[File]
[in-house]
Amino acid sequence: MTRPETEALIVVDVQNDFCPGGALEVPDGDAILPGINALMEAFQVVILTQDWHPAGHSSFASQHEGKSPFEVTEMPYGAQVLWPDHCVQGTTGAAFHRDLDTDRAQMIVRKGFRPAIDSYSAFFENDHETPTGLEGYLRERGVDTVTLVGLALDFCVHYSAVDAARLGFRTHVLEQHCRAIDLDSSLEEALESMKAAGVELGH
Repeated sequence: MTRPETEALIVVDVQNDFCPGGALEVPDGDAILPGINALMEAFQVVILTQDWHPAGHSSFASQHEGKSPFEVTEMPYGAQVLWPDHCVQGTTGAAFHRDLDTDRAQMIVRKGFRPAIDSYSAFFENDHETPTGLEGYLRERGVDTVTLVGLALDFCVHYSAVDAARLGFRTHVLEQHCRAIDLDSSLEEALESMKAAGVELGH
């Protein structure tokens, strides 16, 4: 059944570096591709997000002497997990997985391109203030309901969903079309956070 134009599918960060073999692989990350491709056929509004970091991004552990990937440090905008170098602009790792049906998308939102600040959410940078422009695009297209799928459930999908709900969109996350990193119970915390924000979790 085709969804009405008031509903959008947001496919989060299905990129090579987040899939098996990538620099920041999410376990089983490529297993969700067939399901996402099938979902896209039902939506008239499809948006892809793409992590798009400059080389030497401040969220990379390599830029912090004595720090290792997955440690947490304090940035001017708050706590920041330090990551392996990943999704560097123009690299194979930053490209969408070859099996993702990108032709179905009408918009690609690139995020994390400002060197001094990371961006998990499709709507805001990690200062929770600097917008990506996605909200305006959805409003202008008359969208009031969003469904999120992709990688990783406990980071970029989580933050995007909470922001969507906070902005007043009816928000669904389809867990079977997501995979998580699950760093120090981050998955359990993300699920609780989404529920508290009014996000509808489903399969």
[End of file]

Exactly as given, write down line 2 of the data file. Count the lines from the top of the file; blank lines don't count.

Amino acid sequence: MTRPETEALIVVDVQNDFCPGGALEVPDGDAILPGINALMEAFQVVILTQDWHPAGHSSFASQHEGKSPFEVTEMPYGAQVLWPDHCVQGTTGAAFHRDLDTDRAQMIVRKGFRPAIDSYSAFFENDHETPTGLEGYLRERGVDTVTLVGLALDFCVHYSAVDAARLGFRTHVLEQHCRAIDLDSSLEEALESMKAAGVELGH